Used Bicycles: Important 7 factors to consider before buying a used bike

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When buying a used bicycle, keep in mind that it has already been ridden and is no longer in showroom condition. You could be tempted to take the bike to your local bike shop to see whether anything must be replaced as a buyer, but you might not want to. If you take the bike to your local shop, you may have to pay for the work yourself, which you don’t want to do.

Purchasing a used bicycle is an excellent method to improve the cost-to-performance ratio of your bike. When buying used bicycles, there are a few factors to keep in mind:

Consdier these before buying any used bicycle

Be Wary of Scammers — Follow your instincts, if you encounter any red flag then avoid making a deal, simply walk away. There are heaps of cases where people are getting scammed when buying used bicycle.

Keep Some Cash — Your used bicycle will almost certainly require some maintenance. Set aside 10% to 15% of your budget to pay it.

Inquire about and stay away from — A frame with cracks or dents is a no-no, especially on a carbon used bike. Look for rims that have been dented as well. You can replace them but doing so should result in a price reduction. Neglected indications such as a rusted chain or cassette, as well as bald Tyres, are other warning flags.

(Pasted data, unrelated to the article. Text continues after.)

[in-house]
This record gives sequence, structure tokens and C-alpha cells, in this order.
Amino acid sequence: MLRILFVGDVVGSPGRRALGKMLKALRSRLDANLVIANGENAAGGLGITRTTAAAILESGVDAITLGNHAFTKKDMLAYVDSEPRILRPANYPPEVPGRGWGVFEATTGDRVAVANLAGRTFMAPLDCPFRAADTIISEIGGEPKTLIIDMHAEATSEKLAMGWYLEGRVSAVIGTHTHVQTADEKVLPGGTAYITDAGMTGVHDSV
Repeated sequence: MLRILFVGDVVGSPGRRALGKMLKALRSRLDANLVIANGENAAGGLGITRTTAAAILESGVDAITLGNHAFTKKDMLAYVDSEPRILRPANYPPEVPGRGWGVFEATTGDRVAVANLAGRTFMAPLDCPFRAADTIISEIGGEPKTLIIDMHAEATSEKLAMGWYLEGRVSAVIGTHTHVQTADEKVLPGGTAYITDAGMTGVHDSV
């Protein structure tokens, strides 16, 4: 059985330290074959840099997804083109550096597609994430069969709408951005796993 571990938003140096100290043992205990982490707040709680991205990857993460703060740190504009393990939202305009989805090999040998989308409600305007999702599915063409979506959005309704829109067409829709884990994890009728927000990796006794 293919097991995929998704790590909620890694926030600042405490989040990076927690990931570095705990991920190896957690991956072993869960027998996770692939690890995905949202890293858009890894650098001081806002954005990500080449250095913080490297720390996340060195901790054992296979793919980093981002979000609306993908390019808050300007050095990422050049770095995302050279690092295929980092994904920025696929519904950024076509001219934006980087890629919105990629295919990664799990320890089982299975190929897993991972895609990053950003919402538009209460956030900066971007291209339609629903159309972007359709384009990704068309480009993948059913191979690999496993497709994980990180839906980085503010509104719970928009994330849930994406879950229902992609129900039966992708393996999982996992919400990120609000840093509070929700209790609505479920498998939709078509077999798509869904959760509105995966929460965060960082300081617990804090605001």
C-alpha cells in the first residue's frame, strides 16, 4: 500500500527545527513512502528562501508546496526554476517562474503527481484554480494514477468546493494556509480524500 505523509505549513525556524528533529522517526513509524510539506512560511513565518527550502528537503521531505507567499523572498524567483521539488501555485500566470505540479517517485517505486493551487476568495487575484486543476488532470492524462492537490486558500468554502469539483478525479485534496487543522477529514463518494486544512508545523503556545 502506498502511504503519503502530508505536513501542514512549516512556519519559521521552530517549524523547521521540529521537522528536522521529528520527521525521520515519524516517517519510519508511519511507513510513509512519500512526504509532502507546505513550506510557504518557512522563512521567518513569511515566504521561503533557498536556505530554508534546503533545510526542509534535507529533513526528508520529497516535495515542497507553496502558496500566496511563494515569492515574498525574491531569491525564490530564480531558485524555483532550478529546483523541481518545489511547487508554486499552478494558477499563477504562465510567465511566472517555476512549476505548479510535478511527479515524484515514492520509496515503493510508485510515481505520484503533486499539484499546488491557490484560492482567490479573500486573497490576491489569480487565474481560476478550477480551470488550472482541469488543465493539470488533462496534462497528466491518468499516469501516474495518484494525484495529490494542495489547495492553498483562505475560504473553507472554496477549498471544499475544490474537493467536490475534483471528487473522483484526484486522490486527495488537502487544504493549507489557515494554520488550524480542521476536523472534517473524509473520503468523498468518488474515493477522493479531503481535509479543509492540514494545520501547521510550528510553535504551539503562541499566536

Get Help — If this is your first bike, get the advice of a knowledgeable friend to comb through the minutiae, or read a lot of reviews. If you can’t locate any reviews and don’t know any mountain bikers, a new bike from your local bike store would be a better option.

Dealer Demos – You can visit your nearest dealers and enquire about the current offers on existing demo bicycles as these will be treated as used bicycles.

Sizing — You can be miserable if you ride a bike that is the wrong size for you. For further information, go to the manufacturer’s website such as REI, Canondale etc.

Get Specifics – Request high-resolution, non-stock images of the actual bike, as well as a complete component list and any technical issues that need to be solved. Inquire about the frequency with which the fork and, if relevant, the rear shock has been serviced. (The correct answer is once a year.) In the case of a full-suspension bike, enquire about how often the bushings and bearings are cleaned (monthly) and when they were last replaced (annually). Some people save maintenance receipts. Inquire about the number of miles they’ve logged on the bike. To be sure the bike isn’t stolen, get the serial number, which is usually stamped on the underside of the bottom bracket shell.

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